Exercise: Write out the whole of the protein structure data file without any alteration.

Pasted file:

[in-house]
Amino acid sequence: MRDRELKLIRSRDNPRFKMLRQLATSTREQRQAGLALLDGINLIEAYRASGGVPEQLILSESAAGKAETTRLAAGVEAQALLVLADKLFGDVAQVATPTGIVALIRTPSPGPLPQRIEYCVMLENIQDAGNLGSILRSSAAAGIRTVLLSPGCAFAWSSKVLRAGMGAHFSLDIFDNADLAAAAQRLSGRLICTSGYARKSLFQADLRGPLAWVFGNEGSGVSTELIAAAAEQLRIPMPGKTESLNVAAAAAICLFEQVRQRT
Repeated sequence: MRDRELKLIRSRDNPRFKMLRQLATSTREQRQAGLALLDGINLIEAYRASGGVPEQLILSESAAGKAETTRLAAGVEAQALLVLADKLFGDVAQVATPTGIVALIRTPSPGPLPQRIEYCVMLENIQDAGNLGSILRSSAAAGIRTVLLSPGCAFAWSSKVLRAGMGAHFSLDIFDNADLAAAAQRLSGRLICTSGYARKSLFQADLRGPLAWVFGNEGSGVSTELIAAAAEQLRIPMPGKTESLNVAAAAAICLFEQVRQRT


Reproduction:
[in-house]
Amino acid sequence: MRDRELKLIRSRDNPRFKMLRQLATSTREQRQAGLALLDGINLIEAYRASGGVPEQLILSESAAGKAETTRLAAGVEAQALLVLADKLFGDVAQVATPTGIVALIRTPSPGPLPQRIEYCVMLENIQDAGNLGSILRSSAAAGIRTVLLSPGCAFAWSSKVLRAGMGAHFSLDIFDNADLAAAAQRLSGRLICTSGYARKSLFQADLRGPLAWVFGNEGSGVSTELIAAAAEQLRIPMPGKTESLNVAAAAAICLFEQVRQRT
Repeated sequence: MRDRELKLIRSRDNPRFKMLRQLATSTREQRQAGLALLDGINLIEAYRASGGVPEQLILSESAAGKAETTRLAAGVEAQALLVLADKLFGDVAQVATPTGIVALIRTPSPGPLPQRIEYCVMLENIQDAGNLGSILRSSAAAGIRTVLLSPGCAFAWSSKVLRAGMGAHFSLDIFDNADLAAAAQRLSGRLICTSGYARKSLFQADLRGPLAWVFGNEGSGVSTELIAAAAEQLRIPMPGKTESLNVAAAAAICLFEQVRQRT